Friday, March 11, 2011

Really? This Is My Final Stop?

Molo from Plettenberg!

From Costa Rica to Ecuador to Peru to China to Cambodia to India and now South Africa. Wow, what a journey it has been. I hope my blog - although relatively quiet over the past two months - has given you a small taste of the many once-in-a-lifetime experiences I have had over seven months. 

As my greeting indicates I have now landed in Plettenberg Bay which is located on the Western Cape of South Africa. It is a beautiful destination for tourists who wish to bask in the sun, enjoy the beach, or get attacked sharks! While I am able to appreciate the luxury of living in a beach town, after my previous stops, there much sobering work to be done here in Plett.

What most the smiling tourists fail to see on their magical vacations is the foundation upon which their luxuries are built. The roads that take the tourists to the beaches, to the restaurants, and to their comfortable accommodations continue on. From the paved avenues of Plett one can travel just a few more miles down bumpy roads to the townships that are home to the vast majority of the Western Cape population. Here the sun still shines, the people still smile, but their is a very human toll to be recognized and understood. 

Each day I take a 5 minute taxi ride to Kwanakuthula where I meet up with my care worker, Pumza. Together, we make our rounds through the township providing home based care.

The first patient we visited today is HIV positive and has recently come down with TB. The dear woman is 70 years old and lives in a small two room house with her son. Unable to work because of her illnesses she is receiving a government grant to provide for her very basic needs. Tragically, however, her son believes his needs - whatever they may be - are more important.  Consequently, my friend is unable to buy food, making it very difficult to take her medicines which must be taken on a full stomach.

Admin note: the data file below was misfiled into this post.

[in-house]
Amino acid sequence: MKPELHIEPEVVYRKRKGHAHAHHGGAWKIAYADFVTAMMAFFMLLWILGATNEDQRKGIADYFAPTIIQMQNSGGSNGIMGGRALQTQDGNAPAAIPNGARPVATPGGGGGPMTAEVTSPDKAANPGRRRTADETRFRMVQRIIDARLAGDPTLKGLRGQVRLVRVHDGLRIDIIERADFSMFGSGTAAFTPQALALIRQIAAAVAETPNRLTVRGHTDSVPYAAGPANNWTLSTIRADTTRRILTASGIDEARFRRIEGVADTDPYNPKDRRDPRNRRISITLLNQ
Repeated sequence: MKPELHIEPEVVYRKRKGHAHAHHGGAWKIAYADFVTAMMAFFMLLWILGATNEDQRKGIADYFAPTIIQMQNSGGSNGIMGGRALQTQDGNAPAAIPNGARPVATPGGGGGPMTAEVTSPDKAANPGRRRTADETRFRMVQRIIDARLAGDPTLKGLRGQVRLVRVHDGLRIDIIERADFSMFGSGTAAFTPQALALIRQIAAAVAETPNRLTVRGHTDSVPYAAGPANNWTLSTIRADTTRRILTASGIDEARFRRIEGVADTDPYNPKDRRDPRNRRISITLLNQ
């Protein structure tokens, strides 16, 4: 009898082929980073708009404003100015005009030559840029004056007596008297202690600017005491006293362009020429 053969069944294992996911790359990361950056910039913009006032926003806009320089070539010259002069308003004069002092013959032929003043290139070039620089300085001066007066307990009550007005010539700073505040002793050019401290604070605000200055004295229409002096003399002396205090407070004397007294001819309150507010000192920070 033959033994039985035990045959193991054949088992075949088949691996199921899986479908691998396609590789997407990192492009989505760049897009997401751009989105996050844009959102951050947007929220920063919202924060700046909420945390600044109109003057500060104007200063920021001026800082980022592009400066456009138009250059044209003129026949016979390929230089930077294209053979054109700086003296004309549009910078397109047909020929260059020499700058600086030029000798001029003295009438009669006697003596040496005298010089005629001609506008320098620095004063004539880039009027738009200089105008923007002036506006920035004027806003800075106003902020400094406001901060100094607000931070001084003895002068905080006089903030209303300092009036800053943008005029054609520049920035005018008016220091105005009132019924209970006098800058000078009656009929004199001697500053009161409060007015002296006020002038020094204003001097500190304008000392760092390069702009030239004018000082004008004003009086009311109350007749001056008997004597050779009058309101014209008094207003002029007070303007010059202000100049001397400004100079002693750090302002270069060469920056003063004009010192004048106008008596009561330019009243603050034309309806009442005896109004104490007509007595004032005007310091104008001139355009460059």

Abused grants are a common thread throughout the townships and it is very evident that there is a need for social workers. Pumza and I sat there and listened to the eldery woman express her feelings of hunger and fright. I feel helpless. I feel ashamed. Just days before I spoke to my Dad about the opportunity to pay $200 to go skydiving in Plett. Do you know how many meals that would buy for my friend? How can I do that? 

Oh, if that was my only friend who needed help . . .
Another patient Pumza and I visit on a regular basis is a forty year-old man who was diagnosed with spinal cord cancer last year. With no money, no thought of nationwide health care, he has few treatment options. We find him each day lying in bed waiting for his next fix of morphene, which he takes every 4 hours. Each day Pumza and I  bath him, fix him breakfast and pray that he finds peace some time soon.

A few houses down lives a single mother with three children. The mother is only twenty-five, but looks as though she is nearing sixty. She has AIDS. Afraid of being left by her husband she refused to get tested. The disease has now progressed to this terrifying stage. But even more tragic, because of her refusal to get tested her youngest daughter was born HIV positive and will be on ARVs for the remainder of her life. As the tragedy so predictably unfolds, the husband has now left the mother to fend for herself and her sick child. Pumza and I visit to the mother and daughter to make sure medications are being taken and that a resistance to the treatment has not formed. What else can we do?

Each day Pumza and I visit anywhere from 2 to 20 patients. We see everything from stroke victims to diabetics, and a large number of HIV positive patients. The tasks we preform are minor but essential is trying to help improve their standard of living.  As we walk through Kwankuthula we see rows and rows of shacks, with government housing in between. I will perform these visits of care for a mere three weeks. Pumza does it as her calling, her passion. Pumza is my hero. 

After hearing these stories, my Dad keeps telling me to read THE ONE'S WHO WALK AWAY FROM OMELAS by Ursula K. LeGuin. I tell him put down the books and come live it . . .

As I wrote earlier I am living in Plettenberg Bay, near the center of town on a large hill overlooking the beautiful vast ocean. I am spoiled and am finding it hard to fully enjoy all the luxuries at my disposal. The vast contradictions I see in South Africa make me realize how much I take for granted in my life. As I prepare myself to go back home, I am haunted and blessed by images of my work here that will remain with me for my life. I fully understand why Plett is the last stop on my TBB journey.


I went bungee jumping last weekend from what I'm told is the highest bridge in the world!!! It was insane. I now truly know what it is to free fall. With all the time in the sun - both in the air and on the ground, my skin is slowly begining to match my hair. Oh, I also took a roll down the hill the other day ago and scraped myself up silly, but don't worry Bruce (my host) made me a liquid silver clay to clean them. A new business perhaps, Mom?

Ohhh, did I tell you I come back to the USA in less than a month?!!!!!!!? I'm ready.

Plett is beautiful. I strongly recommend that you take a vacation here. Truly. But if you do, promise me one thing: That you'll visit my friends.

Bye for now,